The recent reappearance of the ancient terror of a pandemic has prompted fertile conversation among theologians and literary people across the world. Various opinions have been articulated, such as that disease can be transmitted through the current way of distributing holy communion, or that the Eucharistic Gifts themselves can be bearers and transmitters of pathogenic germs. It is said that since the bread and the wine do not alter their essence and essential properties, it follows that they are subject to decay and can also spread toxic viruses. This idea has supposedly found Christological grounds as well in that the human body of Christ is a carrier of germs which can be harmful to us, though not to Him; after all, germs themselves are not bad, since there is nothing bad in creation.
Within this framework, the following evidence drawn from the writings of the Fathers might be relevant and useful.
Undoubtedly, there is nothing bad in creation. No form of life, nor even natural destruction can be considered as bad, because evil is only that which alienates us from God. However, one should also consider the products of personal sin, such as, for example, a dangerous laboratory hybrid, as well as the effects of the ancestral Fall, namely decay and death, to which the human being has been submitted. Now, God’s incarnation manifests something entirely new in the world.
As everyone ponders their particular and usual roles, during the pandemic, ministers of Church rites strive to creatively answer their specific charge to assemble the faithful and execute time-worn rituals, so that communion, as we understand it, remains uninterrupted. In light of this new normal, however short-lived, perhaps now is the time to reflect on the fact that the rhythm of celebrations has long ceased to nurture society’s Nones. Rarely do we ask how we are to feed them as they move away from the liturgical life; rather, we sense a kind of fear that if the rhythm stopped, communion would cease altogether. But is communion limited to the Eucharist? And is not the purpose of the Eucharist itself to reveal the very essence and goal of all of life as communion?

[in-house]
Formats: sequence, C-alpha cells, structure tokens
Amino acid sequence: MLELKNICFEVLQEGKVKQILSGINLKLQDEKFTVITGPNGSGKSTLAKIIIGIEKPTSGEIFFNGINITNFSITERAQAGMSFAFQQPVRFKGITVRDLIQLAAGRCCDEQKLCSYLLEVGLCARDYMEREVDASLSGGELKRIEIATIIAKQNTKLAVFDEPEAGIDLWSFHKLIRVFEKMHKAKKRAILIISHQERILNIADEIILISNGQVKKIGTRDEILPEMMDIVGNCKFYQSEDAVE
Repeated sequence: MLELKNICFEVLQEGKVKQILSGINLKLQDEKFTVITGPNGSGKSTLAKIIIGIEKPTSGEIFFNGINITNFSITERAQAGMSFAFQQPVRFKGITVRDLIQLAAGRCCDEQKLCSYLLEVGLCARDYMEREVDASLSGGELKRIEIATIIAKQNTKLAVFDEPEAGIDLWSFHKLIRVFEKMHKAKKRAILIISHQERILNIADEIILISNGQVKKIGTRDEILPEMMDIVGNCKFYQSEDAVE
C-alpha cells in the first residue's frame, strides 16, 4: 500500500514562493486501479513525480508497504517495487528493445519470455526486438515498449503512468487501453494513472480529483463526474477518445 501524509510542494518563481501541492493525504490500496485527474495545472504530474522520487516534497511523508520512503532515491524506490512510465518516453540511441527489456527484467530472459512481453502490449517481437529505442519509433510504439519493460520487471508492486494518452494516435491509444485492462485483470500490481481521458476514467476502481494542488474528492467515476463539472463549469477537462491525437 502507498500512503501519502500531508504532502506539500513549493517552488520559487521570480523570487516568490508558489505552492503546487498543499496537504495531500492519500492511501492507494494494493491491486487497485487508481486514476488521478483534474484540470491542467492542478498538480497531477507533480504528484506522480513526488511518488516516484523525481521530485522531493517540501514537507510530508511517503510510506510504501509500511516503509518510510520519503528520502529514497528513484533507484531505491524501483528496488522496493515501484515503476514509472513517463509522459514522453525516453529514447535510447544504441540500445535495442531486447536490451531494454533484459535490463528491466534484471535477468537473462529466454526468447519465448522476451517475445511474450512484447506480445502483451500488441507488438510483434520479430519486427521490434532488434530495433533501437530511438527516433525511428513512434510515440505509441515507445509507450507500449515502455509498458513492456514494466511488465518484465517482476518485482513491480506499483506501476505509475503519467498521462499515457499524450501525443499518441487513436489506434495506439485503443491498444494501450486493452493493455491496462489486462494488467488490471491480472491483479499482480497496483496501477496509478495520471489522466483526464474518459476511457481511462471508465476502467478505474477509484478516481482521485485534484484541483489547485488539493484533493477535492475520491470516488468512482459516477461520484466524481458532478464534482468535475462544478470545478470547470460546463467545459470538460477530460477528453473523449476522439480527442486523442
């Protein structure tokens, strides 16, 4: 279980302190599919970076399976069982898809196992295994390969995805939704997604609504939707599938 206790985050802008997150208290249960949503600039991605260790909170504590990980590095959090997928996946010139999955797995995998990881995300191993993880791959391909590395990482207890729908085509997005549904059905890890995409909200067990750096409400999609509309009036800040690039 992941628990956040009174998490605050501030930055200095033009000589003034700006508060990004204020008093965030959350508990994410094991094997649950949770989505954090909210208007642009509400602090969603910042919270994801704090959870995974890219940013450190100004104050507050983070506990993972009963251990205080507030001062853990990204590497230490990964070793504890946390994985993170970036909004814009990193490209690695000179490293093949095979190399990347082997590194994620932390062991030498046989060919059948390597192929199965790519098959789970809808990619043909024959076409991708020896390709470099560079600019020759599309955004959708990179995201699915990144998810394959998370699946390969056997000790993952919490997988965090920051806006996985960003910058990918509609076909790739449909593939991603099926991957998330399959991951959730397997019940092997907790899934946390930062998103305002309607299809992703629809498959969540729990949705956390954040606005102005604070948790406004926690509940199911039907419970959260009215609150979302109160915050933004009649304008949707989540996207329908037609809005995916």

We wish to hear your views on the current situation,
since your theology plays a great role in the present circumstances.
Metropolitan John: My theology, unfortunately, cannot be applied. In
Greece they have already closed the churches, and the Divine Liturgy is not
being served. Is it served in Serbia?
Taking into consideration the decision of the government
that the number of people in one place be limited, as well as the issue of
getting around and social distancing, the Patriarch Irinej’s newest decision is
that services be held in churches but without more than five people.
John: That’s acceptable.
In America it was decided that the priest, chanter and
altar server be present, in order for the Liturgy to be served, so that they
might have the holy mysteries in order to commune the people. What do you think
Metropolitan John: For me, the Church without the holy Eucharist is no longer the Church. On the other hand, the danger of transmitting this virus to others imposes on us the need of doing whatever is necessary, even if that means closing the Church. The Greek government has taken drastic measures due to the very serious matter at play.
In this brief editorial, I try to explain what underpins the
widely spread belief that the coronavirus cannot be transmitted through the
communion of the holy Gifts.
This belief is based on the assumption that the Body and Blood of
Christ constitute an absolute good, while the virus is an evil infection. Good,
therefore, cannot transmit evil.
However, the virus is an infection only for us, and even not for all of us, because most people will get over it without even noticing it. Per se, this virus, as any micro- or macro-organism, is a part of God’s creation. As a physical reality and a part of nature, the virus is ontologically “good”, like any creature (see Gen 1:21). We consider floods, volcanoes, typhoons to be evil, but they are natural processes, and as such are not ontologically evil. The snakes and spiders that bite us are also deadly to us, but by their nature they are good.